MISSOULA — A former Columbia Falls woman who admitted to defrauding Montana victims by creating and cashing fraudulent checks is headed to prison.
U.S. Attorney Jesse Laslovich says 59-year-old Joanna Marie Snyder, of Boston — and formerly of Columbia Falls — was sentenced to two years in prison and five years of supervised release on Thursday, Aug. 24, 2023.
Snyder — who pleaded guilty in April to wire fraud — was also ordered $7,299 restitution.
The government alleged in court documents that in September and October 2019, Snyder engaged in a scheme to create counterfeit $20 Federal Reserve notes and obtained the identities and bank account information of Montana victims to create and cash fraudulent checks.
An investigation found 19 fraudulently cashed checks drawn off a hospitality account associated with a Kalispell business. Several of the hospitality checks were made out to Snyder and had been deposited into accounts owned by Snyder at the Whitefish Credit Union.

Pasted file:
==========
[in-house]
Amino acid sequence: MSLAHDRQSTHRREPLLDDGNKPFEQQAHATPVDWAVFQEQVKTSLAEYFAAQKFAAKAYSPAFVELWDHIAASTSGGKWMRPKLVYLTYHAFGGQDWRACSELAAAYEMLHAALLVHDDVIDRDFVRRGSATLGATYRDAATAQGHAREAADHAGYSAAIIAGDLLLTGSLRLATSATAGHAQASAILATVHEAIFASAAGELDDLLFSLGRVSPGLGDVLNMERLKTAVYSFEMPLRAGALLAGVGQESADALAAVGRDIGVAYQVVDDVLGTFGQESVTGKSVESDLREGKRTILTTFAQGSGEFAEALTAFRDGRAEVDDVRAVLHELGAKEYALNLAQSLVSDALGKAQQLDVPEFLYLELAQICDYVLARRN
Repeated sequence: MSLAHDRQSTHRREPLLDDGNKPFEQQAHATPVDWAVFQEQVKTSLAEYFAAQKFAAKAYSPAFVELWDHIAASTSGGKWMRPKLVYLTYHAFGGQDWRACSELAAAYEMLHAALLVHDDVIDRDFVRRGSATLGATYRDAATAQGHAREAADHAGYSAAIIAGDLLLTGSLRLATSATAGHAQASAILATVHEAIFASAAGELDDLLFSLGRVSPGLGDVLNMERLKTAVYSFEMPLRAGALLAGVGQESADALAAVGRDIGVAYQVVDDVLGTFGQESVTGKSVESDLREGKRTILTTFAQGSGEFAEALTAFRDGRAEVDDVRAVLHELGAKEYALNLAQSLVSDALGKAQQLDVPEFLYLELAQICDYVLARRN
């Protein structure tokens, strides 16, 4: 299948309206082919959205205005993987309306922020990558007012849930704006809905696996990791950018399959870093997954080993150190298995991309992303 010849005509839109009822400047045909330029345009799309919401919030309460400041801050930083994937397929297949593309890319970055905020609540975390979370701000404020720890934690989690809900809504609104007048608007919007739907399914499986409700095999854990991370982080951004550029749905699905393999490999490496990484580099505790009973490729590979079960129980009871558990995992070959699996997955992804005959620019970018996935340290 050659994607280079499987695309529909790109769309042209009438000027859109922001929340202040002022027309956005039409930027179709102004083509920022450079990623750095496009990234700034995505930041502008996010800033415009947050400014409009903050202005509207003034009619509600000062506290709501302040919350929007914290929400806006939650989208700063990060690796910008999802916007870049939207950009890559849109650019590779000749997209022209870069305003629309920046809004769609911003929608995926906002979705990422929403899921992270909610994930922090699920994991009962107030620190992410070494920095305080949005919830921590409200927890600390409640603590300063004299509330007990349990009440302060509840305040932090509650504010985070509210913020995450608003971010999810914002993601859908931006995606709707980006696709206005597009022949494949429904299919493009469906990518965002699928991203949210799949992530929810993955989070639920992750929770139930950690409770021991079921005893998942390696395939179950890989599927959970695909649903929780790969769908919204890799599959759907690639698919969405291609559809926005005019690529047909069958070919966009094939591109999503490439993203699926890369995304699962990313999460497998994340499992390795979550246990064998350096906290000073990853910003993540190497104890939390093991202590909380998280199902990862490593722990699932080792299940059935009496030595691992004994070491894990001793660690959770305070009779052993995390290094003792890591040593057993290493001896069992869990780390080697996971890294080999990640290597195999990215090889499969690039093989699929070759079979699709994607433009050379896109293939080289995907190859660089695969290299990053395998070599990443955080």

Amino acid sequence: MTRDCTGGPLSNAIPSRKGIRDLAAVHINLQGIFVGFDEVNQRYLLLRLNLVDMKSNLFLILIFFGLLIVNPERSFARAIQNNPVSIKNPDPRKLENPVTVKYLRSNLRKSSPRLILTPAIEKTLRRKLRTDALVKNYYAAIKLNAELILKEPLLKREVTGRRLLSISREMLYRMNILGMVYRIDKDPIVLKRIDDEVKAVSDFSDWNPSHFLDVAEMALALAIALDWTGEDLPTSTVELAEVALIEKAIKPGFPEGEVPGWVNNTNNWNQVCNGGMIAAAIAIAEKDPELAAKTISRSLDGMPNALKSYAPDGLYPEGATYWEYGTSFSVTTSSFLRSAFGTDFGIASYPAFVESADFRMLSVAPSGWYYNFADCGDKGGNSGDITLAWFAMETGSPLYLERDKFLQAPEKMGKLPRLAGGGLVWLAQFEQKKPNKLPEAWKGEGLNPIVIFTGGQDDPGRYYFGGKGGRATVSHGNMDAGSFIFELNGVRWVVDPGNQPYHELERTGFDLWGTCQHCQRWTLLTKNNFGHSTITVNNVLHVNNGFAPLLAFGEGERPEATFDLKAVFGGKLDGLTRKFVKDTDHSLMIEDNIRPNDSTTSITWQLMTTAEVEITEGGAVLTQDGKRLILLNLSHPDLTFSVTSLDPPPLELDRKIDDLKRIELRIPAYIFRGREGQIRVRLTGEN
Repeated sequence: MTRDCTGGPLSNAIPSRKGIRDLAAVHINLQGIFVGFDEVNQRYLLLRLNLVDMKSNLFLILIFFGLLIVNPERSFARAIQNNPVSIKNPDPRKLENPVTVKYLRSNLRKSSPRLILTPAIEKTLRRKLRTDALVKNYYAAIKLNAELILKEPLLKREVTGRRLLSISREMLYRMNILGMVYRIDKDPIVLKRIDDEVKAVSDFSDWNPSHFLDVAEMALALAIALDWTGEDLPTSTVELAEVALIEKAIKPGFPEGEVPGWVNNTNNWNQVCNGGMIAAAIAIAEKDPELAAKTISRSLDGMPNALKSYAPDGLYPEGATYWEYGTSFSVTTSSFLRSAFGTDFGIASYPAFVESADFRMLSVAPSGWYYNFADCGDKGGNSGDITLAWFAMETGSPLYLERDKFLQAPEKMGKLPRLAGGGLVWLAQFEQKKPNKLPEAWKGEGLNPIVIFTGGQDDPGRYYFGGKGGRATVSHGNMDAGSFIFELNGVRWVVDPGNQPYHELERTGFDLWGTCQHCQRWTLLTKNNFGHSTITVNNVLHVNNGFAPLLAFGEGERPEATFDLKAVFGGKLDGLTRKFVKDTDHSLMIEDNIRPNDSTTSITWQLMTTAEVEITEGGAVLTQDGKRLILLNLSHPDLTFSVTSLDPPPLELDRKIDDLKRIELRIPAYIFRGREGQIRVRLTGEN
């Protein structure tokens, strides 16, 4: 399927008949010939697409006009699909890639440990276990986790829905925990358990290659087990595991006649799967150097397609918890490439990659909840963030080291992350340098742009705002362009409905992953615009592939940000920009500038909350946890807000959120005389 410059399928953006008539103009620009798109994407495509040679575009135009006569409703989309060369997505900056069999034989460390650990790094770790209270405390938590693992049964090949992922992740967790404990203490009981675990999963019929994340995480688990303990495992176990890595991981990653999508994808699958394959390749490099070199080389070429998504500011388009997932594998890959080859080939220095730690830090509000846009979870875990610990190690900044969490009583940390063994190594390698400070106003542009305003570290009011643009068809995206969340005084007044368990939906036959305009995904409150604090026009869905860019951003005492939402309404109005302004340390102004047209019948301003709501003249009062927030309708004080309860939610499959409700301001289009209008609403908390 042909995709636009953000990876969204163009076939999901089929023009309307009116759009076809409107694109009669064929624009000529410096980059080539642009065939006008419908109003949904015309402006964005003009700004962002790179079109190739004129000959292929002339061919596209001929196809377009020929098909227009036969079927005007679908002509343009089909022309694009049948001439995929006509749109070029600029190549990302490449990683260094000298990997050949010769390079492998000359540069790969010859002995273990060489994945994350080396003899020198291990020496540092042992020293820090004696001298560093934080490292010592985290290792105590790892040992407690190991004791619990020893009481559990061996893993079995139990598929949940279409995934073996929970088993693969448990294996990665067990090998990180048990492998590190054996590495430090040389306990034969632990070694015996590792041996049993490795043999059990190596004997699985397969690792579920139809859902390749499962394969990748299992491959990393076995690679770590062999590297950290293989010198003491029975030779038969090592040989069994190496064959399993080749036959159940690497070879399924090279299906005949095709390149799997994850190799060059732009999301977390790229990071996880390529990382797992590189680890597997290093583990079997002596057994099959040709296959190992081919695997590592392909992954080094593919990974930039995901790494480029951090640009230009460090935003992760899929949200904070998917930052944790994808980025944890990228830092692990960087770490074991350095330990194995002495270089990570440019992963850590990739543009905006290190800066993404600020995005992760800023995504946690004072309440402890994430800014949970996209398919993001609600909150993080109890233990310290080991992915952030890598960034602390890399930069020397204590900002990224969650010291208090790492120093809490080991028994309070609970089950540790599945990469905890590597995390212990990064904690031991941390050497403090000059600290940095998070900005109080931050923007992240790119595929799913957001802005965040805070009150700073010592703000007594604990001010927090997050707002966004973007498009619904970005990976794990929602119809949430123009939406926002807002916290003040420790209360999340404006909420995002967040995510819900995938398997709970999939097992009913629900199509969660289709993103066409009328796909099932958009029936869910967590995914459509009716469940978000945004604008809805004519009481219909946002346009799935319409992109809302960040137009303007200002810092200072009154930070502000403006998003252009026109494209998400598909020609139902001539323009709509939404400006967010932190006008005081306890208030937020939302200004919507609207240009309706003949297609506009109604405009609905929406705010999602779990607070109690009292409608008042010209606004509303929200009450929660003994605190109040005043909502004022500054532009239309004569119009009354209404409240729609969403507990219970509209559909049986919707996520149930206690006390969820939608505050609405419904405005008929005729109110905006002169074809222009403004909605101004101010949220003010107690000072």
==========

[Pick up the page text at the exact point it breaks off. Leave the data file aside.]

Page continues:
U.S. District Judge Dana L. Christensen presided over the sentencing.
The U.S. Attorney’s Office prosecuted the case. The U.S. Secret Service, the Polson Police Department, the Kalispell Police Department, the Columbia Falls Police Department and the Flathead County Sheriff’s Office conducted the investigation.